an introduction to doing business in vietnam

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  • An Introduction to Doing Business in Vietnam - 1

    Corporate Establishment, Tax, Accounting & Payroll roughout Asia

    An Introduction to

    Doing Business in Vietnam

    I. Establishing and Running a Business

    August 2012

    III. Human Resources and Payroll

    II. Tax and Accounting

  • 2 - An Introduction to Doing Business in Vietnam

    PrefaceIn a tough global economy, major foreign investors continue to prioritize their investments into Vietnam. Coca-Cola, for example, has said that it plans to invest US$200 million in Vietnam by 2013, adding to its US$280 million investment over the past ten years. German-based Bosch Group announced it will double investment in its auto components plant in the southern province of Dong Nai (from US$73 million to US$132.6 million) by 2015. In addition, Italy-based scooter manufacturer, Piaggio, just opened its second manufacturing plant with a production target of 300,000 scooters per year by 2013 to be sold in the Southeast Asian market. Many SMEs are following in step, acting on the business potential that Vietnam holds for companies of all sizes and a variety of industries.

    Nonetheless, research shows that the challenge of conducting business in Vietnam is not currently improving. For example, Vietnam ranks 98 over 183 countries in the World Banks Doing Business 2012 overall ranking, down 8 positions from its 2011 ranking. Moreover, when ranked by topic:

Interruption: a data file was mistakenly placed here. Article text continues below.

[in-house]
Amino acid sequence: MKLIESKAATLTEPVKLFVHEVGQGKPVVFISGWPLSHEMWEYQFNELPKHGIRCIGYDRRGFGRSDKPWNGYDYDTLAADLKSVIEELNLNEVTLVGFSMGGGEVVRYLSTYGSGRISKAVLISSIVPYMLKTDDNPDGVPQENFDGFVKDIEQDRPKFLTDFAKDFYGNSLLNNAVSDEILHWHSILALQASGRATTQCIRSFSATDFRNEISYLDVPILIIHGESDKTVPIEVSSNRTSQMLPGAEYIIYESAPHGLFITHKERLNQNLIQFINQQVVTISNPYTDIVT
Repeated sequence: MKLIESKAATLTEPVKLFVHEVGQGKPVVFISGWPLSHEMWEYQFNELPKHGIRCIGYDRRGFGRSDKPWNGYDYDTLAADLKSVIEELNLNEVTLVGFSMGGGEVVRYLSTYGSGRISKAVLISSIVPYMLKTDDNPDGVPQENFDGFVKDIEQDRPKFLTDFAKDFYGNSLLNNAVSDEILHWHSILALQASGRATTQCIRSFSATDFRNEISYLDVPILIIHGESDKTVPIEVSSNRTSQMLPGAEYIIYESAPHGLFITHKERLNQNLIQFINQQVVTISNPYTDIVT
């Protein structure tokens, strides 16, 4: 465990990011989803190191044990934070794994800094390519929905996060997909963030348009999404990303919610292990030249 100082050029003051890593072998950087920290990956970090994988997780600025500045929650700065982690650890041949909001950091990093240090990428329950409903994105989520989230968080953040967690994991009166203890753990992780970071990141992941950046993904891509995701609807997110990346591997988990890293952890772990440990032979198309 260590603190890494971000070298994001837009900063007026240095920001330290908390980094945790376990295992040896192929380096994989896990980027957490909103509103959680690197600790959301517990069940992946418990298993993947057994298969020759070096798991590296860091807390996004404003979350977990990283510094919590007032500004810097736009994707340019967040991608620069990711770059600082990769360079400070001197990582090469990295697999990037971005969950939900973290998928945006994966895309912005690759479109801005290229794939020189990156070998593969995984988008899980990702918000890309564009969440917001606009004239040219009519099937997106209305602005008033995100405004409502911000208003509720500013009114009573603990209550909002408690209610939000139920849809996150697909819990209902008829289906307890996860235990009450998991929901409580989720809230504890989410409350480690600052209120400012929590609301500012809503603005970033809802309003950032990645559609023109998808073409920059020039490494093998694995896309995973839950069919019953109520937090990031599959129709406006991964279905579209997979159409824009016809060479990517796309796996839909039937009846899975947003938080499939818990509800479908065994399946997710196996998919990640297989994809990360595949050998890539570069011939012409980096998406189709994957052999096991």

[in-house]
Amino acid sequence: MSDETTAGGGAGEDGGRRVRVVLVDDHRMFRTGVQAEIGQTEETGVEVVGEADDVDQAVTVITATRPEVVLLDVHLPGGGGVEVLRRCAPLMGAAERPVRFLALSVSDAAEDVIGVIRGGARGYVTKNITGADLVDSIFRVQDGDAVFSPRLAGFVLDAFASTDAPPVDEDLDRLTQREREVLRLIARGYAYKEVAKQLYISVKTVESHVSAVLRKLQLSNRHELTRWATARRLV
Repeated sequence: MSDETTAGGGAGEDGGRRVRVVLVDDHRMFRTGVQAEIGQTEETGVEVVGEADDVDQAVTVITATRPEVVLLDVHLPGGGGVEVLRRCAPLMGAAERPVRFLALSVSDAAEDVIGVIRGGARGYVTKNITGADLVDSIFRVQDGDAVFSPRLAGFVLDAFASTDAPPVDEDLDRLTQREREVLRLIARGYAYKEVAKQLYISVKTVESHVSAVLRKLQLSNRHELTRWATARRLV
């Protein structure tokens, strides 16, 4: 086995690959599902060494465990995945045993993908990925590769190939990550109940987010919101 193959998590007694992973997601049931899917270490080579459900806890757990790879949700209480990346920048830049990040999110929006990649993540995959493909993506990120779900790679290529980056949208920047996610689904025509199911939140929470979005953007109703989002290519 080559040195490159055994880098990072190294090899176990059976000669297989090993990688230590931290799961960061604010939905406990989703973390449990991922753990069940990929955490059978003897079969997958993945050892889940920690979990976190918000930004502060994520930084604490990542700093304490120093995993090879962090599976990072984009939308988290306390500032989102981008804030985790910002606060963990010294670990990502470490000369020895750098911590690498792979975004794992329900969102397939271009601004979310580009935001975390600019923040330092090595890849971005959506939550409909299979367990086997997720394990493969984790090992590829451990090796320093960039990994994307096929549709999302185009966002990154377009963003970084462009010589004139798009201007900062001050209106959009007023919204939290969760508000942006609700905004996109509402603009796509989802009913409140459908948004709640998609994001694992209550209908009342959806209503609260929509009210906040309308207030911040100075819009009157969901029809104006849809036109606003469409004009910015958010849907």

For Paying taxes Vietnam is down 22 positions year-on-year to a staggering 151, Protecting investors ranks even lower at 166 (up 6 positions year-on-year), Starting business is ranked only at 103 (down 3 positions year-on-year), while Resolving insolvency ranks at 142 (down 13 positions year-on-year).

    This publication, designed to introduce the fundamentals of investing in Vietnam, was compiled by Dezan Shira & Associates, a specialist foreign direct investment practice, providing corporate establishment, business advisory, tax advisory and compliance, accounting, payroll, due diligence and financial review services to multinationals investing in emerging Asia.

    Since its establishment in 1992, the firm has grown into one of Asias most versatile full-service consultancies with operational offices across China, Hong Kong, India, Singapore and Vietnam as well as liaison offices in Italy and the United States. Dezan Shira & Associates experienced business professionals are committed to improving the understanding and transparency of investing in emerging Asia.